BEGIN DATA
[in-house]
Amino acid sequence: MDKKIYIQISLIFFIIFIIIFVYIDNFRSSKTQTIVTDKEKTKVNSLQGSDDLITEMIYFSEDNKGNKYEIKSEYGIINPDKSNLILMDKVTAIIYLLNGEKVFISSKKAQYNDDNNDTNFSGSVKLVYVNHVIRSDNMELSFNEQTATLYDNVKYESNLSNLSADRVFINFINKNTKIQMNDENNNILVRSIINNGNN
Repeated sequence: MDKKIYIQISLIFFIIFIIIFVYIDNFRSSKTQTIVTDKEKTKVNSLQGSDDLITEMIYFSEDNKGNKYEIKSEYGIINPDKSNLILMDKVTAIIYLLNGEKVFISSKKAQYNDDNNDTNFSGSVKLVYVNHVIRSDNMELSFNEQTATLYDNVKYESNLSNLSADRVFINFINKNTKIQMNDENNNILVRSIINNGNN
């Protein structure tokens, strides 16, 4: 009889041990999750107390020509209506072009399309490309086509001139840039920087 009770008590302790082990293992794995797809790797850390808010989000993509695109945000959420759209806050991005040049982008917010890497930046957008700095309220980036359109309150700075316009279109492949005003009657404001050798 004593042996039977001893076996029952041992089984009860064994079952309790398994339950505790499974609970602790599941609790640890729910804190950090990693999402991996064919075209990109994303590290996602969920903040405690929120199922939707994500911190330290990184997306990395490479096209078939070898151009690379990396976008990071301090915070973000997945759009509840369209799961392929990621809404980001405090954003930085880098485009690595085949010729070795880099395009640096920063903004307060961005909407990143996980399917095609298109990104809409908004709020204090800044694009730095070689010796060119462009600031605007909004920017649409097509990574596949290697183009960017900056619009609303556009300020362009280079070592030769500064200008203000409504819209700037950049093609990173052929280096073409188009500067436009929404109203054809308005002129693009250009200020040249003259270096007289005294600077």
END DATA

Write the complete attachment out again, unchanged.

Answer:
[in-house]
Amino acid sequence: MDKKIYIQISLIFFIIFIIIFVYIDNFRSSKTQTIVTDKEKTKVNSLQGSDDLITEMIYFSEDNKGNKYEIKSEYGIINPDKSNLILMDKVTAIIYLLNGEKVFISSKKAQYNDDNNDTNFSGSVKLVYVNHVIRSDNMELSFNEQTATLYDNVKYESNLSNLSADRVFINFINKNTKIQMNDENNNILVRSIINNGNN
Repeated sequence: MDKKIYIQISLIFFIIFIIIFVYIDNFRSSKTQTIVTDKEKTKVNSLQGSDDLITEMIYFSEDNKGNKYEIKSEYGIINPDKSNLILMDKVTAIIYLLNGEKVFISSKKAQYNDDNNDTNFSGSVKLVYVNHVIRSDNMELSFNEQTATLYDNVKYESNLSNLSADRVFINFINKNTKIQMNDENNNILVRSIINNGNN
């Protein structure tokens, strides 16, 4: 009889041990999750107390020509209506072009399309490309086509001139840039920087 009770008590302790082990293992794995797809790797850390808010989000993509695109945000959420759209806050991005040049982008917010890497930046957008700095309220980036359109309150700075316009279109492949005003009657404001050798 004593042996039977001893076996029952041992089984009860064994079952309790398994339950505790499974609970602790599941609790640890729910804190950090990693999402991996064919075209990109994303590290996602969920903040405690929120199922939707994500911190330290990184997306990395490479096209078939070898151009690379990396976008990071301090915070973000997945759009509840369209799961392929990621809404980001405090954003930085880098485009690595085949010729070795880099395009640096920063903004307060961005909407990143996980399917095609298109990104809409908004709020204090800044694009730095070689010796060119462009600031605007909004920017649409097509990574596949290697183009960017900056619009609303556009300020362009280079070592030769500064200008203000409504819209700037950049093609990173052929280096073409188009500067436009929404109203054809308005002129693009250009200020040249003259270096007289005294600077």